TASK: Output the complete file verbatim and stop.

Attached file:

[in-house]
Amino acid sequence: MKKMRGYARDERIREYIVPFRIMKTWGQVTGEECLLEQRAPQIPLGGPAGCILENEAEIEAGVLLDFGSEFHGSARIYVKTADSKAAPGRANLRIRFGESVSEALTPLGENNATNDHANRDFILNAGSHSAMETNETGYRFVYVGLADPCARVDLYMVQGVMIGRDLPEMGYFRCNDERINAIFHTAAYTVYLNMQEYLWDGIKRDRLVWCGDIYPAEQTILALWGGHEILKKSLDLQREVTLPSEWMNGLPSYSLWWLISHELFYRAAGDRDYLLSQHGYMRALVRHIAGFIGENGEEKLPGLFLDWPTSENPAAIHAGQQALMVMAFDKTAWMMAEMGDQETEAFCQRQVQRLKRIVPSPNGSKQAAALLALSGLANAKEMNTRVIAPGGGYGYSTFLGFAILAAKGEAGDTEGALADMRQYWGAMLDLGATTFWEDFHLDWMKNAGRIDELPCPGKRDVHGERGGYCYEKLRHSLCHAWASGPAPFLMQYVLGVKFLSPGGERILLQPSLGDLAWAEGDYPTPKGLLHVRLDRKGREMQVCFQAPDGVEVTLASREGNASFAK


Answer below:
[in-house]
Amino acid sequence: MKKMRGYARDERIREYIVPFRIMKTWGQVTGEECLLEQRAPQIPLGGPAGCILENEAEIEAGVLLDFGSEFHGSARIYVKTADSKAAPGRANLRIRFGESVSEALTPLGENNATNDHANRDFILNAGSHSAMETNETGYRFVYVGLADPCARVDLYMVQGVMIGRDLPEMGYFRCNDERINAIFHTAAYTVYLNMQEYLWDGIKRDRLVWCGDIYPAEQTILALWGGHEILKKSLDLQREVTLPSEWMNGLPSYSLWWLISHELFYRAAGDRDYLLSQHGYMRALVRHIAGFIGENGEEKLPGLFLDWPTSENPAAIHAGQQALMVMAFDKTAWMMAEMGDQETEAFCQRQVQRLKRIVPSPNGSKQAAALLALSGLANAKEMNTRVIAPGGGYGYSTFLGFAILAAKGEAGDTEGALADMRQYWGAMLDLGATTFWEDFHLDWMKNAGRIDELPCPGKRDVHGERGGYCYEKLRHSLCHAWASGPAPFLMQYVLGVKFLSPGGERILLQPSLGDLAWAEGDYPTPKGLLHVRLDRKGREMQVCFQAPDGVEVTLASREGNASFAK